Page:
Find out what the flatfoot types are
There are many types of flat feet attending to its cause. In addition, according to Juan Dios,
"one of the first classifications that podiatrists make when a person with flat feet arrives at the consultation is to assess whether the position is rigid or flexible, which guides about gravity and the cause."
Classically, they are also classified "by the shape of the footprint, by degrees, the IV being the most serious." In the case of children, it is also important to know "if it is a physiological flatfoot, that is, it falls within development normal or if, on the contrary, it is pathological ”, points out the expert of the General Council of Official Colleges of Podiatrists.
According to the experts of the Traumatology Service of the University Hospital of Getafe, in Madrid, in the document Flatfoot, the recommendations of the pediatric traumatologist to the pediatrician, there are different clinical forms of flatfoot:
It is difficult to differentiate from the evolution of a normal foot, since in a large percentage of children there is flattening of the longitudinal arch and associated hindfoot valgus, with mobility of the tibiotalar and subtalar joints within normal limits. This type of foot is very common in children, and rare in adults, with progressive improvement with growth.
Flat foot valgus:
They are idiopathic flat feet, which will continue to be so in adult life. The plantar footprint remains flat after 6-8 years, unlike the flexible flat foot. They can be occasionally painful intermittently, pain that usually improves with the use of insoles, although sometimes they can be removed after a painful stage.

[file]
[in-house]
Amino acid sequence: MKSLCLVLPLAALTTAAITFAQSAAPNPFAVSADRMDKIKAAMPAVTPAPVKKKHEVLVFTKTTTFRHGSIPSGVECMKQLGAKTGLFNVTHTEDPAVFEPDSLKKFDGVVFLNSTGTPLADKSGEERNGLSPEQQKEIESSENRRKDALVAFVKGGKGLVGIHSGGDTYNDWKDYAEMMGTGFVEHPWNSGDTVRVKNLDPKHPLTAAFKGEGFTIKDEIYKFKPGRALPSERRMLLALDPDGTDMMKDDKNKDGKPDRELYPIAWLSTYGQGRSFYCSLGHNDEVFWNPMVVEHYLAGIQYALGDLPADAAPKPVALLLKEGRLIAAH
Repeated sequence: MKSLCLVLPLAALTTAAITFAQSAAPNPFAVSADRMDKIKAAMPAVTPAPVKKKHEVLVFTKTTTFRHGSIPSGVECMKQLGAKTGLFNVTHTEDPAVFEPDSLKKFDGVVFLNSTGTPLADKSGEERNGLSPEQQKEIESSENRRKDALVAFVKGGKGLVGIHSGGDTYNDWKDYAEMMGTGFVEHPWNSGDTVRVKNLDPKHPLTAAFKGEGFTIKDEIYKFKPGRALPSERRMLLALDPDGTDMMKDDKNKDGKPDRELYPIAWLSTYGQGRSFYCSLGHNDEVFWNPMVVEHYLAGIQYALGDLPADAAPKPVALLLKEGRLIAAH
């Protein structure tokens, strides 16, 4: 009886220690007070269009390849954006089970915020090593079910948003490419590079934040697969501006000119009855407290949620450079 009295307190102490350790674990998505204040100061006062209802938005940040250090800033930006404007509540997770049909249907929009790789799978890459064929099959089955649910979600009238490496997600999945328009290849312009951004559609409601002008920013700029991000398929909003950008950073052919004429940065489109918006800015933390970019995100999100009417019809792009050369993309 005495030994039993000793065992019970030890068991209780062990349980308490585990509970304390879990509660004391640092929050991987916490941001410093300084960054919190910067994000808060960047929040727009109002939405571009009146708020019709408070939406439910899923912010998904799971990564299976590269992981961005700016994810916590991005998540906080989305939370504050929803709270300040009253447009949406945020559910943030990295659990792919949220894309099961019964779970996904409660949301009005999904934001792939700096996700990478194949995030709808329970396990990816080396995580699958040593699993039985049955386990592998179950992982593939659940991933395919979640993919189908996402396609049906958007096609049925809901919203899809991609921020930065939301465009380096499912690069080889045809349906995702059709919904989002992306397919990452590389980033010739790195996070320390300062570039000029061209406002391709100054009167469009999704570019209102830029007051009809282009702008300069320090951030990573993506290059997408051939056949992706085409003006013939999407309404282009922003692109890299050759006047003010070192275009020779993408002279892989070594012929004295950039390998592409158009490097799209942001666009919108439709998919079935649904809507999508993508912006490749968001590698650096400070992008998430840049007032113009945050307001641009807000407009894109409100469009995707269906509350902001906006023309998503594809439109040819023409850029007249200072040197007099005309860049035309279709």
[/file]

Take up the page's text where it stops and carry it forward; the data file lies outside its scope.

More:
Cavus valgus foot:
The child has a pes cavus that is suggested by an increase in the plantar arch in unloading, but which in loading, when the arch sinks together with the valgus, acquires the appearance of a flat, flexible valgus foot. There is usually a history of pes cavus in the family and with growth the plantar arch exceeds normal limits and valgus persists for a long time.
Flat foot associated with accessory scaphoid.
In many cases, the corneal scaphoid, or the presence of an accessory scaphoid, is the cause of a valgus flatfoot. Overloading, prolonged walking or rubbing the shoe can cause pain, sometimes very disabling, that does not allow the child a physical activity or a normal life.
Flatfoot due to tarsal coalition.
Also called bone bar flat foot or peroneal spastic flat foot, it can be a rigorously normal foot in childhood or with a moderate flat foot, although a slight limitation of subtalar mobility may be found on examination.
Congenital vertical talus flatfoot.
It is a rare pathology and where the foot appears from birth with a clear deformity in the talus, valgus and abduct. The deformity is usually rigid and there is a prominence in the internal area of the arch that makes the arch inverted and convex. It is interesting to know it, because it can be confused with a talus foot in milder cases.
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